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Spokane, Washington  Est. May 19, 1883
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Writer looks at pivotal times in Church

What with Christmas coming up, it seems only appropriate to talk about religion. To be specific, Catholicism. And to be absolutely precise, a book titled “Key Moments in Church History” (Rowman & Littlefield, 195 pages, $17.95 paper) by Mitch Finley. Finley, as some of you may recall, used to run the literary readings at Auntie’s Bookstore. He quit that job to take a position as staff writer for the Inland Register, the official news magazine of the Roman Catholic Diocese of Spokane.

Which means that he knows a bit about the church. He’s proven that amply enough by having written more than 30 other books on various aspects of Catholicism, as it exists both now and in the past.

“To read history is to investigate the past,” Finley wrote in the introduction to this latest book. And while it would take a religious scholar to tell just how accurate Finley is in his rendering of church history, this much at least is true: He doesn’t absolve the church of its sins.

Take this excerpt from his chapter on the Protestant Reformation: “It is a fact that the Church of the fourteenth and fifteenth centuries was corrupt, and it was corrupt from the top down. It is also a fact that if Rome had lent a more sympathetic ear to the legitimate concerns of Martin Luther and his followers, the Protestant Reformation might never have happened.”

Finley gives us just what so many of us are hungry for in this era of religious wrangling: a voice of reason.

Culture and nature

And now for something more secular: The University of Washington Press has a couple of oversize books out just in time for holiday shopping, one involving Pacific Northwest culture, the other a study of nature.

“Pacific Voices: Keeping Out Cultures Alive” (200 pages, $30 paper) by Miriam Kahn and Erin Younger was created to accompany the exhibit of the same name at the UW’s Burke Museum of Natural History and Culture. It boasts some 185 illustrations, 90 of which are reproduced in color.

” ‘Pacific Voices’ is an exploration of those myriad sources of cultural identity – objects, rituals, ceremonies and traditions – that both anchor and showcase the ways of life of Pacific Rim communities,” reads the press materials.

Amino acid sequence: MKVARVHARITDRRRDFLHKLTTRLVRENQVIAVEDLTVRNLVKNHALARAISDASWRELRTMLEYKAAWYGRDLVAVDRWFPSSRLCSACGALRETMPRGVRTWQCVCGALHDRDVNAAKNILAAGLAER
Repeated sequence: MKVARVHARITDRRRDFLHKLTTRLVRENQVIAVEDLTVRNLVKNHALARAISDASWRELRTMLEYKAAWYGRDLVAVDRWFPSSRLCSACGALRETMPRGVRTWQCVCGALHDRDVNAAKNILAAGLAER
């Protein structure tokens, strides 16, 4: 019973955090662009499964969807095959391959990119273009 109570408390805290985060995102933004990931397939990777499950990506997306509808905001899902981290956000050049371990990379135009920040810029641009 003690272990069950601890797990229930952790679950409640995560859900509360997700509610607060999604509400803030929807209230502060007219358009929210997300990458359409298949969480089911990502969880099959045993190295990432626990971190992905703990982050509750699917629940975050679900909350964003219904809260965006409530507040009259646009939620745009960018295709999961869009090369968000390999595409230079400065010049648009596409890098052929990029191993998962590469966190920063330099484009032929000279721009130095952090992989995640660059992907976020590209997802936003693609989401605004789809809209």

“The Orphan Tsunami of 1700: Japanese Clues to a Parent Earthquake in North America” (144 pages, $24.95 paper) by Brian F. Atwater, Satoko Musumi-Rokkaku, Kenji Satake, Yoshinobu Tsuji, Kazue Ueda and David K. Yamaguchi, examines the sudden tsunami that struck Japan “one winter’s night in the year 1700.”

Through their detective work, the authors found evidence that “tells of a catastrophe, a century before Lewis and Clark, that now helps guide preparations for future earthquakes and tsunamis in the United States and Canada.”

The book includes 325 illustrations, 280 of which are in color.

Get Litters

Festival passes for Get Lit! 2006 are on sale for $77 (plus convenience fees) through TicketsWest outlets (325-SEAT, 800-325-SEAT,

Headliners so far include Marilynne Robinson, whose novel “Gilead” won the 2005 Pulitzer Prize for fiction; poet Yusef Komunyakaa, Pulitzer Prize-winning author of 1994’s “Neon Vernacular: New & Selected Poems 1977-1989”; and Nancy Pearl, former executive director of the Seattle-based Washington Center for the Book and author of “Book Lust.”

Get Lit! will be April 20-23 at The Met. For further information, go to Or call 624-4262.

Local voices

In his book “Clip File: Stories Retold from a Family Journey” (Thomas Printing, 123 pages, $16.95 paper) Coeur d’Alene author Ric Clarke gives us – and his children – a look at the stories that he’s spent his life covering.

The book is an oversize collection of pieces culled from the Coeur d’Alene Press, the North Idaho Business Journal, CdA Magazine and Tribune Newspapers of Phoenix, all places that Clarke used to work before quitting to open a Coeur d’Alene-based media relations business (with former Spokesman-Review reporter Cynthia Taggart).

As he says in the book’s introduction, Clarke wants his children to know about that “missing element” in their lives, the time lost “when I was busy putting words on paper, which I want to share with you now.”

“Clip File” can be found in Spokane at Auntie’s Bookstore and in Coeur d’Alene at Hastings, 101 E. Best Ave., and Frame of Mind, 119 N. Second.

Book talk

“Poetry reading group (230-0950), 3 p.m. today, Auntie’s Bookstore, Main and Washington (838-0206).

“Dark City Mystery Book Group (“Mr. Timothy,” by Louis Bayard), 7 p.m. Monday, Auntie’s Bookstore.

The reader board

“Larry Whitesitt (“Higher Than Eagles: Spokane’s World War II Pilots”), signing, noon-5 p.m. today, Auntie’s Bookstore; noon-5 p.m. Saturday, The Porterhouse Bookstore, 610 Main Ave., St. Maries.

“Dino Rossi (“Lessons in Leadership, Business, Politics and Life – 12 Inspirational Lessons You Can Apply to Your Business and Family Life!”), signing, 2-5 p.m. today, Valley Barnes & Noble (922-4104).

“”A Christmas Carol,” reading by Michael Weaver, 7:30 p.m. Tuesday, Auntie’s Bookstore.

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